The CAFC estimates Canadians lost $17 million to romance scams in the first 10 months of 2018.

Over 15,000 Americans lost the equivalent of $283 million to romance or confidence fraud — a similar kind of deception convincing victims to trust the scammer — in 2017. Australians reported losing $20 million last year to romance fraud, while Brits lost more than $69 million.

“Dating and romance scams try to lower your defences by appealing to your romantic and compassionate side,” according to the Competition Bureau Canada’s little black book of scams.

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Most victims are divorced, widowed, retired or disabled women over the age of 45 who are eager to connect with a friendly face online, according to the Australia-based Fraud Watch International. That makes them vulnerable to a seemingly random friend request from a handsome, 50-something soldier on Facebook.

Virtual scams, real victims

Mertie Telford, of Jacksonville, Texas, says someone tried to scam her using a photo of Sgt.-Maj. Raymond F. Chandler, a top advisor to the U.S. Army Chief of Staff. The scammer reached out to her on Facebook and claimed after a few months that he was in love with her.

Mertie Telford/Facebook

Eventually, he asked for $4,200 to secure his leave from Afghanistan. Telford figured out she was being scammed when she looked up his fake name, “Francis Chandler,” on Google and discovered the real Chandler’s Wikipedia page. She never sent him any money.

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“I wish I had known what I know now — it would have saved some heartbreak,” she said.

Diana Chromey, of Minnesota, says two men defrauded her of $15,000 over two years. One claimed to be a soldier stationed in Afghanistan. The other said he was an oil and gas engineer.

Diana Chromey says she was targeted by two romance scammers. Diana Lynn Chromey/Facebook

“Money is not love Diana. But money makes love get stronger and sweeter,” the fake soldier once told her via text message, after she complained about sending him money.

Chromey eventually confronted the suspected scammer, but he did not cut off contact. Instead, he started to harass her, calling her in the middle of the night to insult her and sending her cruel photos and videos.

“He pushed me to the point where I was going to take my life and I had a nervous breakdown,” Chromey told Global News. She says a friend helped her get through the personal crisis, but it took her over a year to recover. She also reported the incident to police but has not been able to recover her money.

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“It’s been hell,” she said.

Phantom romances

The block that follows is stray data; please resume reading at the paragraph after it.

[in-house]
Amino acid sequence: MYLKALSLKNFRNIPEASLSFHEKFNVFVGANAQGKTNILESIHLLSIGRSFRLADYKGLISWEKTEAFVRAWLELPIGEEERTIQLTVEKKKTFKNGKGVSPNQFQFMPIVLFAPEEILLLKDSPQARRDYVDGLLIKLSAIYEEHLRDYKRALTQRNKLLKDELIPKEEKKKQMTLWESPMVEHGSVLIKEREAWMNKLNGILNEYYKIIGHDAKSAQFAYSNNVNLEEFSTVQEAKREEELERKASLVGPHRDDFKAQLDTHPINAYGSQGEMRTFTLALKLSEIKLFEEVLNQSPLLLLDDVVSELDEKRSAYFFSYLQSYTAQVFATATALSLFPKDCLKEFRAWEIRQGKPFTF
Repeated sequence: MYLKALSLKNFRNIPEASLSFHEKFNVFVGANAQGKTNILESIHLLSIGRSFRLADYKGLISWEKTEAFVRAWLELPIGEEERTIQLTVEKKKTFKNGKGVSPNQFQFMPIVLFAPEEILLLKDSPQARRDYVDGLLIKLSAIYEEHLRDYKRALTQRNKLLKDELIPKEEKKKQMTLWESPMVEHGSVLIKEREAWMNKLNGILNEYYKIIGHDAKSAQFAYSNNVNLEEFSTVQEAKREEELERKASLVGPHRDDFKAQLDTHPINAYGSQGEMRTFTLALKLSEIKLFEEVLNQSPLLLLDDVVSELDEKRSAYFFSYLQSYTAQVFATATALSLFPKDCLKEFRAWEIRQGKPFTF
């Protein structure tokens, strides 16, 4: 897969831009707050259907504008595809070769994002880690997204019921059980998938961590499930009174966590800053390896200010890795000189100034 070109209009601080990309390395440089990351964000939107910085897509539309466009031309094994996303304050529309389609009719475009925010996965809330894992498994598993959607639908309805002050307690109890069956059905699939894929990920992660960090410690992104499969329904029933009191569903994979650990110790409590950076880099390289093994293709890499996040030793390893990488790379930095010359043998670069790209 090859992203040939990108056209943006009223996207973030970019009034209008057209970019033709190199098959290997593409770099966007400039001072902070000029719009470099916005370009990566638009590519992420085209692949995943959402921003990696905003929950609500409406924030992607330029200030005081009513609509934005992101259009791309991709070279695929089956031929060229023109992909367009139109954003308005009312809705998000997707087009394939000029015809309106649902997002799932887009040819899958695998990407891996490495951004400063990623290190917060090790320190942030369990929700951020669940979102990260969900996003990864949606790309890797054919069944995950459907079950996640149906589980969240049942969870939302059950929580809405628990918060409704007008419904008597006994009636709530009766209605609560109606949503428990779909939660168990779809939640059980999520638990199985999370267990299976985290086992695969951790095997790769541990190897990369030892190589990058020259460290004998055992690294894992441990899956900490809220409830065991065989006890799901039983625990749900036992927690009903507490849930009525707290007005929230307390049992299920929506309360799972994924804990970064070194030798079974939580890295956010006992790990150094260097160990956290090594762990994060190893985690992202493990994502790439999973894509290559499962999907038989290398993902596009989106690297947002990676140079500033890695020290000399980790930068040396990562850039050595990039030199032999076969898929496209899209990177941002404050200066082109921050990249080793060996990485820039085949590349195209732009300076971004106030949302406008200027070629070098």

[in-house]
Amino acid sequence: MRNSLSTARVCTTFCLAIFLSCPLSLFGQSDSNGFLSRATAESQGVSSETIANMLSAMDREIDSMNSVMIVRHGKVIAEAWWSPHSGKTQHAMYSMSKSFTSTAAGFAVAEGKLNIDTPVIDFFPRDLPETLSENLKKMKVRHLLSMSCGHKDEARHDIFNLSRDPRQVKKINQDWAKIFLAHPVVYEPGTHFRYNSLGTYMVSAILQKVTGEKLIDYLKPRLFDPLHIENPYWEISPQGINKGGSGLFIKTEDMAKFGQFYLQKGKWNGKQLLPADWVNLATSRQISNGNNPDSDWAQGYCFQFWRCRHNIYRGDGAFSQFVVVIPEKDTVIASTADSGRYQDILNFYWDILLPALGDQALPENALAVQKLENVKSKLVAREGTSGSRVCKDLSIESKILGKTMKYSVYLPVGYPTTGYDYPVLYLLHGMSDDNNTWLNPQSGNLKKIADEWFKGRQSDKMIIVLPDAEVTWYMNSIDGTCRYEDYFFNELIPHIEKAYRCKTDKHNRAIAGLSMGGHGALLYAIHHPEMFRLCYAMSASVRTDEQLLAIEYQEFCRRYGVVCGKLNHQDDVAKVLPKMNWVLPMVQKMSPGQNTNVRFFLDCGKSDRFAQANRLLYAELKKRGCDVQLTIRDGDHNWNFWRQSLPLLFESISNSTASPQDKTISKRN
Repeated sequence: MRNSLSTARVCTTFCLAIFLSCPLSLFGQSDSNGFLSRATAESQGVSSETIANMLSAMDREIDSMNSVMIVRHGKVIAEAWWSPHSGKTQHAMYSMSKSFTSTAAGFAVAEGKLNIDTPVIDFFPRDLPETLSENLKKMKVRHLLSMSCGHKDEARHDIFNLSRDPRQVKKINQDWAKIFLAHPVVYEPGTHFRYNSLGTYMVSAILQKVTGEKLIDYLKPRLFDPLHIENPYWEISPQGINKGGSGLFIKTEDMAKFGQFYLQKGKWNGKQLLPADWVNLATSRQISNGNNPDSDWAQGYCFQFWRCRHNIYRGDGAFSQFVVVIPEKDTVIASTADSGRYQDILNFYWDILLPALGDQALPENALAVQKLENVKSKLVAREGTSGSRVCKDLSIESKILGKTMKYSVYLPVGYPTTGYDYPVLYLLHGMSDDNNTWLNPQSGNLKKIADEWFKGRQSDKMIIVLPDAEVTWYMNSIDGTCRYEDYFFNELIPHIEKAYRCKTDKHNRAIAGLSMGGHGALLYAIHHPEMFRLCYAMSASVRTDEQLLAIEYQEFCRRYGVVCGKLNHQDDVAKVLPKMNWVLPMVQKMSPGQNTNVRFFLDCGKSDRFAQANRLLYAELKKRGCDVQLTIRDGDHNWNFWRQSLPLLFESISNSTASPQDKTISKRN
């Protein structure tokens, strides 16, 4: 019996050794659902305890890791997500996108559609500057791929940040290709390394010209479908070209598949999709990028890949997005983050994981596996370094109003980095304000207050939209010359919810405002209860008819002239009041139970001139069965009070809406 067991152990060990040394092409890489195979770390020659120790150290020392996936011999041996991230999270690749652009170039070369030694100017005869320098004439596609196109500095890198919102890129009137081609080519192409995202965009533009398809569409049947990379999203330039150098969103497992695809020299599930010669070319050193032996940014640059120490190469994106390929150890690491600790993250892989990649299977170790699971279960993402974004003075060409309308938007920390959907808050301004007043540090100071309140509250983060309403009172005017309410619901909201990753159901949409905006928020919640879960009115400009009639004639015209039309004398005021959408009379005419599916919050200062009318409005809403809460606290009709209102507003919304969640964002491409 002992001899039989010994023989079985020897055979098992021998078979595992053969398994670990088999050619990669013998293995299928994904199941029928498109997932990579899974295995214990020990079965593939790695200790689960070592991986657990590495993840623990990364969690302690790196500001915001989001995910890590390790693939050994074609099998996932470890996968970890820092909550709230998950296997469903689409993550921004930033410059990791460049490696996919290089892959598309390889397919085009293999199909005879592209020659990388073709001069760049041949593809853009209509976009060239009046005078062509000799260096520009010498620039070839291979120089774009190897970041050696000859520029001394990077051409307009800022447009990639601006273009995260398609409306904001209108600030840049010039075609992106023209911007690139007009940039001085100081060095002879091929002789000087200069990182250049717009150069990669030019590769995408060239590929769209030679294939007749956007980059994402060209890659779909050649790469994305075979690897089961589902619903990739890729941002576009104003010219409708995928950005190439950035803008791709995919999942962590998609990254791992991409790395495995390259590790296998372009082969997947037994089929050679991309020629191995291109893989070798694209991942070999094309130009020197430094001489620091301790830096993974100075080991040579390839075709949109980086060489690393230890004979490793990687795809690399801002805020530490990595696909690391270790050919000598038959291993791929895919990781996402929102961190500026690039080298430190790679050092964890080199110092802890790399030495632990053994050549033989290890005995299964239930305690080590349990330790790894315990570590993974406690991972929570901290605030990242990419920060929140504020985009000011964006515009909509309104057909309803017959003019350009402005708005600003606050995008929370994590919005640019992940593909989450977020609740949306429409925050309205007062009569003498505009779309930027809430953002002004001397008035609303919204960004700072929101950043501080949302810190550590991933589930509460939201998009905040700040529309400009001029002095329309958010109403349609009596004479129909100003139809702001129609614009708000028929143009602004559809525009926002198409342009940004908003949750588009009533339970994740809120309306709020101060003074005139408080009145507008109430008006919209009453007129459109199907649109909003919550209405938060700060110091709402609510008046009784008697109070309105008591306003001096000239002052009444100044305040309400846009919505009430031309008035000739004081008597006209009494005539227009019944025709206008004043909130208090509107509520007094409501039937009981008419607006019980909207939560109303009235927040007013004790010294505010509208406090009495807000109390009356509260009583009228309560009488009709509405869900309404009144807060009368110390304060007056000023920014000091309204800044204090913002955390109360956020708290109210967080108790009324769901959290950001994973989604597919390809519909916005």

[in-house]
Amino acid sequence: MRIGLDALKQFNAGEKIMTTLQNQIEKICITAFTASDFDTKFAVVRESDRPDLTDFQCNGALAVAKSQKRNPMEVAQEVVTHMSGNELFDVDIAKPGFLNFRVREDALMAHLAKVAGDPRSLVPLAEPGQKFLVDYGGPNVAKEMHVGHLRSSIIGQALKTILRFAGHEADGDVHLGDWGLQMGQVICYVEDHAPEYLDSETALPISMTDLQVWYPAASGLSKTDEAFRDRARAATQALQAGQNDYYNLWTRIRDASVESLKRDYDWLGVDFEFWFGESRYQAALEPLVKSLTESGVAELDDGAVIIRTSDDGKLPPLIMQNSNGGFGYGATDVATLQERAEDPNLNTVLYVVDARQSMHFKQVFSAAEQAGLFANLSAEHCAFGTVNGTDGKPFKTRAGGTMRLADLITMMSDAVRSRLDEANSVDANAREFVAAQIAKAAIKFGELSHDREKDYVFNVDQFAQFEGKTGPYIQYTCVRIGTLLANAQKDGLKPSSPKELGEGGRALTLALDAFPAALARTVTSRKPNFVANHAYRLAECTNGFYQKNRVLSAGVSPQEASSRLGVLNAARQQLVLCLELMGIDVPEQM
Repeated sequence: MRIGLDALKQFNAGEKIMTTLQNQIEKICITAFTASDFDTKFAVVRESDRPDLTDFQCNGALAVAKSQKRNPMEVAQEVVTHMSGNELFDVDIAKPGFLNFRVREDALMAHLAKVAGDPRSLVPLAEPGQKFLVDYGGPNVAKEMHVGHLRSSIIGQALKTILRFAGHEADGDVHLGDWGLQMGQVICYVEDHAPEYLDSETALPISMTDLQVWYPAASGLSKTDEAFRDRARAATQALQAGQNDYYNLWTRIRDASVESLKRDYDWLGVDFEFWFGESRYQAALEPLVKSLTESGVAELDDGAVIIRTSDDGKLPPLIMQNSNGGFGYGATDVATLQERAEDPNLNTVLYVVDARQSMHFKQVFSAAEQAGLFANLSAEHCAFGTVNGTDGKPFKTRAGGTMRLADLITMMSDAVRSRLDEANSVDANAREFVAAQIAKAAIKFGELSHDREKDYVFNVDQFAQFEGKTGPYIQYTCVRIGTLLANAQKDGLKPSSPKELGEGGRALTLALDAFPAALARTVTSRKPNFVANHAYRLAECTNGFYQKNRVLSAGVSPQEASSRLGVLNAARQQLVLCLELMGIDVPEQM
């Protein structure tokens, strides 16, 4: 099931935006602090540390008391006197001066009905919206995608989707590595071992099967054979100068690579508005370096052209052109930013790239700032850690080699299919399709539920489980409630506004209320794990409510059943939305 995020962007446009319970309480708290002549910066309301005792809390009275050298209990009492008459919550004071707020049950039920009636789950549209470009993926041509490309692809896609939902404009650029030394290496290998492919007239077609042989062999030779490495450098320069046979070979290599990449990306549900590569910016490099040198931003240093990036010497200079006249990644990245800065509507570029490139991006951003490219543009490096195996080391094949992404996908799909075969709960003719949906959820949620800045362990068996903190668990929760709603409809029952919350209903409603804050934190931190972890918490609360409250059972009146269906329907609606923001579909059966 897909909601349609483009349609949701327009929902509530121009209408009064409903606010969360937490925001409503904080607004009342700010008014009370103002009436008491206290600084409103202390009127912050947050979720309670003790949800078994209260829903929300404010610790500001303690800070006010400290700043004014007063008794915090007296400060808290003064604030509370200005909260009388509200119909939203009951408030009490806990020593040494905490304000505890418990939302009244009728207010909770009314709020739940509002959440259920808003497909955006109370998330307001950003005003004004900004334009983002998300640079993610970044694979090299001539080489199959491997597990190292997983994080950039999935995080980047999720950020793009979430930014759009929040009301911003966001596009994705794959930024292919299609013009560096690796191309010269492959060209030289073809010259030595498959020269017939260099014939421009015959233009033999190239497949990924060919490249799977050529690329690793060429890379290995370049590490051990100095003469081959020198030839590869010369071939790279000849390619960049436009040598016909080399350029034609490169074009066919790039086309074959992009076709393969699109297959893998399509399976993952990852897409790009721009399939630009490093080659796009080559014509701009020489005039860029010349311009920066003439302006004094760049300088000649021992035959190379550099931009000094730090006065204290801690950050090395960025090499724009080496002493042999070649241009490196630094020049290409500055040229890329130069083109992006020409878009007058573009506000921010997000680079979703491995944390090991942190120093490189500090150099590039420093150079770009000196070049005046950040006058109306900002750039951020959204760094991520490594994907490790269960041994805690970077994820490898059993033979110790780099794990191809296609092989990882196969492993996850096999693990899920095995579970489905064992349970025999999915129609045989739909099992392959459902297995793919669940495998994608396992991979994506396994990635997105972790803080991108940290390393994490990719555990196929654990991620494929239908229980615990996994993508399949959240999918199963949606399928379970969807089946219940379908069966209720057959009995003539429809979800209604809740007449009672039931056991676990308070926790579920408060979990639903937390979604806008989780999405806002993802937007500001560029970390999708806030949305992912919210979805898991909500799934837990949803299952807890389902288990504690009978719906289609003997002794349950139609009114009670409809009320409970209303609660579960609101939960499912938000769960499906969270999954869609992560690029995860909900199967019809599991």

Canadians have also fallen prey to these scams, including 622 victims in the last year. One Toronto victim lost $1.9 million and another lost her home and $450,000 over seven years to a Nigeria-based military romance scam.

Romance scammers tend to have a lot of success posing as soldiers, says Det. Sgt. Ian Nichol from Toronto Police Service’s financial crimes unit. Nichol’s office receives several complaints about romance scams every week.

“Your typical thing is a senior ranking officer in the United States military who’s stationed overseas and he’s run into some sort of predicament,” Nichol said.

He added that it’s extremely difficult to chase down these scammers, many of whom work in organized groups to move money through bank accounts around the world.

“By the time police get involved … the money is long gone,” he said.

Nichol says it’s not uncommon for victims to lose more than $1 million in such scams.

“The numbers, in terms of losses, are obscene,” he said. “They’re very challenging to investigate, and most of the outcomes are not good.”

He added that most scammers work in teams to deceive their victims and move the money through several bank accounts so they can’t be caught. They’ll usually start by asking a victim for small amounts of money, then work up to larger transfers over the course of weeks, months or years.

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It was a Canadian woman who first made Denny aware that scammers were using his photo when she sent him messages in mid-2016 claiming to be in love with him.

He soon discovered that she was just one of many victims who fell for his stolen photos and handed over money to a foreign scammer.

“It’s rampant. It’s like trying to plug up a dike – it’s futile,” Denny said.

Fighting back

Denny says it gives him “chills” to see scammers using his face to lure other women online. Some scammers use Denny’s real name. Others use made-up names such as Denny Cooper, Darry Roland, Eric Lawrence or Tim Badden.